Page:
Conversation with the director of the program indicates that the typical age of most student cohorts falls in the mid-to-late twenties range. There are usually a number of grant and financial aid applicants in every cohort although students generally come from a range of socio-economic backgrounds. Nevertheless, the average student could be considered as "middle" or "upper middle class." Of this particular cohort in the study, many autobiographies reflected educationally privileged lives (e.g., well-resourced schools or reputable previous careers, opportunities to travel with family or as youth). None of the autobiographies indicated financial difficulties in their families that could have hindered their educational opportunities. The majority of the autobiographies mentioned positive experiences resulting from prior informal teaching experiences, as well as positive school experiences in generally homogeneous neighborhoods. Several students reflected on their initial encounters with students from "disadvantaged" family backgrounds in urban communities (e.g., through youth summer programs), or a few notable experiences with people from different cultural and linguistic backgrounds (mainly through travel or study-abroad opportunities). A handful of candidates talked about being passionate about teaching children with special needs.

In their autobiographies, the student teachers were not asked specifically to discuss the images they had brought into the program or their beliefs about teaching. Instead, they were given the opportunity to self-report these underlying beliefs and images in their written stories about their journey toward teaching. And because the candidates were already accepted into the program, the students were not under pressure to produce "correct" answers. These responses were also more spontaneous compared to other types of data sources such as surveys, questionnaires, or interviews that require participants to answer specific questions for specific purposes (Nettle, 1998; Haritos, 2004; Virta, 2002). Pinar (1981) reminds us of the potential of unearthing rich information embedded in autobiographical stories:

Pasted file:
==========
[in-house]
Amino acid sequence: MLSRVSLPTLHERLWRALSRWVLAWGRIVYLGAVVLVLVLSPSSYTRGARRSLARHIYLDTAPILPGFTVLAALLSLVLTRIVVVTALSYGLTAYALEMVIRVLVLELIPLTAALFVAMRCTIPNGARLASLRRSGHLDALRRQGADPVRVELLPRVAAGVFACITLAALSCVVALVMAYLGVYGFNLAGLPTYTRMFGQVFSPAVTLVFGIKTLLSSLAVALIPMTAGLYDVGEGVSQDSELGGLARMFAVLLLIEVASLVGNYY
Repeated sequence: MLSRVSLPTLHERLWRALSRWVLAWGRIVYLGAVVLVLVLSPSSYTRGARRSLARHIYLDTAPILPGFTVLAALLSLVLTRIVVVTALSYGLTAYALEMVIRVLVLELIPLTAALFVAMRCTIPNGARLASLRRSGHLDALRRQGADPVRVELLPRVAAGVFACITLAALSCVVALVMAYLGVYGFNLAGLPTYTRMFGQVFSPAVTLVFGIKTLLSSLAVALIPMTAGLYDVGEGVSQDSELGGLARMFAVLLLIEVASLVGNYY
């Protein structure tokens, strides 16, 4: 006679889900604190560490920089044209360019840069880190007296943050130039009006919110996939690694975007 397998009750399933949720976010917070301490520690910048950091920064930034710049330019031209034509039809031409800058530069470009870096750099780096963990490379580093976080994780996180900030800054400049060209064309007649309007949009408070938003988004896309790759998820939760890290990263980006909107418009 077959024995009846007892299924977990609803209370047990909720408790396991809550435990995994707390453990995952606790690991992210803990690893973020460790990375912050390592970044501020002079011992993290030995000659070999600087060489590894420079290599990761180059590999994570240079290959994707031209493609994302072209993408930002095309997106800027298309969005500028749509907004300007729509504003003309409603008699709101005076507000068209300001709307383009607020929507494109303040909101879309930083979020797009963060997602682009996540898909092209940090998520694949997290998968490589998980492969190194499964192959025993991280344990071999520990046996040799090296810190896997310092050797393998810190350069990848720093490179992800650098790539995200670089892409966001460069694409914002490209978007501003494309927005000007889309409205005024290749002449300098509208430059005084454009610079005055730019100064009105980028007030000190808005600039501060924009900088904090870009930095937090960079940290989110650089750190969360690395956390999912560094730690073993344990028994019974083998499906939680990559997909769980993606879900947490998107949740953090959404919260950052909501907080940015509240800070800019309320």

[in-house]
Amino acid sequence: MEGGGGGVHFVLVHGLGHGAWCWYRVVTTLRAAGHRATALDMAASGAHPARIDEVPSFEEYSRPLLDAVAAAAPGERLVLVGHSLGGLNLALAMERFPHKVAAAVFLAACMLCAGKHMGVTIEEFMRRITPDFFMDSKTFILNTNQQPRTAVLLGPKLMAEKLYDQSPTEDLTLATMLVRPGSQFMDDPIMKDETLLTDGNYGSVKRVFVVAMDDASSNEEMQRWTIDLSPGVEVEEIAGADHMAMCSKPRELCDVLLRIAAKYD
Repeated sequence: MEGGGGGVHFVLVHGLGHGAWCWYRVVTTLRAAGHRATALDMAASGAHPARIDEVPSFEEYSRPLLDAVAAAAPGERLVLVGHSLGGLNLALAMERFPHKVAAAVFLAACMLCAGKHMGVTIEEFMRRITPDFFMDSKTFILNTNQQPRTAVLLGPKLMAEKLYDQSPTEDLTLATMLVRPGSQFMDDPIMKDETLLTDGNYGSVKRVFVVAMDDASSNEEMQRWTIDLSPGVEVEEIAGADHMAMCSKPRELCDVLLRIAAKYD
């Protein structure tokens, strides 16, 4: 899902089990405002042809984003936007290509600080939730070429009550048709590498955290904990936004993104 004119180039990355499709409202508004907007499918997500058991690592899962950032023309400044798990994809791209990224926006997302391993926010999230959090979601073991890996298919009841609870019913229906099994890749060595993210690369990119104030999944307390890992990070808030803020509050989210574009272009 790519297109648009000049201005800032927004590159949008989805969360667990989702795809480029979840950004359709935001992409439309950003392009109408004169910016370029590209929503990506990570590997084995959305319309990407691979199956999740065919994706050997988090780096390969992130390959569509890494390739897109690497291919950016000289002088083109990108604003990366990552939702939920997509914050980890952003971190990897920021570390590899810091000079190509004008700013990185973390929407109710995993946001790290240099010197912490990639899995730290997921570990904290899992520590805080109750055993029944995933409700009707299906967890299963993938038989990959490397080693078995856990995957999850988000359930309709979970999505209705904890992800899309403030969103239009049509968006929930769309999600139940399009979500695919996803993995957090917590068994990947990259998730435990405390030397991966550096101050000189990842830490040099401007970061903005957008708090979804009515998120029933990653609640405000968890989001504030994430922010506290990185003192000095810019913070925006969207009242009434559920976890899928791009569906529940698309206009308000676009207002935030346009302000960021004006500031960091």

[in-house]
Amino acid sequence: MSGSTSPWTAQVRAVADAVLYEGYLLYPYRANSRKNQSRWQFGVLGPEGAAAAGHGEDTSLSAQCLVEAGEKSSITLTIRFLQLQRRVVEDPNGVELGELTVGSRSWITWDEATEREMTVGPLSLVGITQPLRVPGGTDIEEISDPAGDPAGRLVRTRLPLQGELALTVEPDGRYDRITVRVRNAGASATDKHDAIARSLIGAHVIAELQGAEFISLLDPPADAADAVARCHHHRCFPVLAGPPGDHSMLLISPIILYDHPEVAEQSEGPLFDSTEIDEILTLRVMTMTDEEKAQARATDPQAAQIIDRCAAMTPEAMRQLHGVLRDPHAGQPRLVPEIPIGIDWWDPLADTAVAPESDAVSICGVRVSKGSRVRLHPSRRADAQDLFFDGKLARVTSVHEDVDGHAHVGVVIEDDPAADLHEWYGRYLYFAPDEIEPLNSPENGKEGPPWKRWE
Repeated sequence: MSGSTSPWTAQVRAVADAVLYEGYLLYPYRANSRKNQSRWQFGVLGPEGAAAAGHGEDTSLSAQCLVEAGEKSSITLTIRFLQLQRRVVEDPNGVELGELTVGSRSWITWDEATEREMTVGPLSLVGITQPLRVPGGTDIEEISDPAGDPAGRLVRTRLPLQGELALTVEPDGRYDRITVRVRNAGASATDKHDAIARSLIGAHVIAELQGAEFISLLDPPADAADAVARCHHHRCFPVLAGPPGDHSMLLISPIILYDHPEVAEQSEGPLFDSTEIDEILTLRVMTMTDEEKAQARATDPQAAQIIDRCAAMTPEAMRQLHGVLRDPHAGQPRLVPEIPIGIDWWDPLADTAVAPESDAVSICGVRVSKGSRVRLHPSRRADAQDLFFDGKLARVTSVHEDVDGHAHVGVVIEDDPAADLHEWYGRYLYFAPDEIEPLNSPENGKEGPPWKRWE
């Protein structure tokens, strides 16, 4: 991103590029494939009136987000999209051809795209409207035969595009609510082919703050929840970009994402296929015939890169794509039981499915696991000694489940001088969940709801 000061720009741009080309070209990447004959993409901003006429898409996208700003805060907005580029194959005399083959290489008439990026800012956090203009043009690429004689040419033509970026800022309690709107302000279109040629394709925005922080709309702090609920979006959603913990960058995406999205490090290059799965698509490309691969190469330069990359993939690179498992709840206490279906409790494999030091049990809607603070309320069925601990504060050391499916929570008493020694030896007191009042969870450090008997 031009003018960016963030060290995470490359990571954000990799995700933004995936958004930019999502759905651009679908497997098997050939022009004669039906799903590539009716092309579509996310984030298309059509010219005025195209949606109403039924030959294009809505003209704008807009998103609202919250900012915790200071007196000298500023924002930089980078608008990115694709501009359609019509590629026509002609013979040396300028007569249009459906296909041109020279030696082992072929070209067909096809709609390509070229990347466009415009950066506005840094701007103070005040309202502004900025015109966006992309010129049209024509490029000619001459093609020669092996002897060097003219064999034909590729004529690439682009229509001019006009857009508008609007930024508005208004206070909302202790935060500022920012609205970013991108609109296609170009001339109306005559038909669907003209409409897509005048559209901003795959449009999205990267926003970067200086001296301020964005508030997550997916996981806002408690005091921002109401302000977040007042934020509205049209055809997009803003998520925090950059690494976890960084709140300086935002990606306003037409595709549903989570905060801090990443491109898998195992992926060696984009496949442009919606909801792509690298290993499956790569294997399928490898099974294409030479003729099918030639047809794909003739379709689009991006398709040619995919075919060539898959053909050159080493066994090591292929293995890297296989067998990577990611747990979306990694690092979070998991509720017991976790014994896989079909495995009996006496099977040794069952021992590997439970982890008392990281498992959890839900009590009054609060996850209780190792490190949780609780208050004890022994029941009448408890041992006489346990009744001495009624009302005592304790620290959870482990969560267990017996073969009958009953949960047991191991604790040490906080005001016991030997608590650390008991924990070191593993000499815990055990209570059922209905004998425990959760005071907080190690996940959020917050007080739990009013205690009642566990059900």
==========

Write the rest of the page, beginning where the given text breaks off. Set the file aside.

Our life histories are [...] the very preconditions for knowing. It is [...] the awareness of these stories which is the lamp illuminating the dark spots, the rough edges. (p. 184) Therefore, we value autobiographies as they illuminate for us preservice teachers' images about teaching. We hope to shed light on where the "dark spots" and "rough edges" are within the dispositions of preservice teachers so that we can in turn reflect on ourselves as teacher educators. As much as teachers need to continue learning about their own beliefs and practices, so do teacher educators.

Data Generation and Analysis

Realizing the limitations of using documents as our only data source, we were conscious of the interpretiveness of our analysis. To minimize this, in the initial stages we had five other critical friends (also interested in teacher education research but working on other projects) who coded several autobiographies with us, but from a different archived set of data. Within this group, we read the same autobiographies multiple times, comparing one another's codes for reliability and consistency. As a group, we agreed that much of the writing provided us with images of the role of the teacher; what teaching entails and what it offers. We then generated possible categories for the coded statements in the form of a matrix (e.g., images of teachers; what teachers do; what teaching offers). Later, these were clustered and organized into broad topics such as "teacher as nurturer" or "teacher as knowledge provider." In this article, we focus on the preservice teachers' images of teaching (i.e., what teaching offers) and images of teachers (i.e., what teachers ought to be like).

Findings: Evaluating Images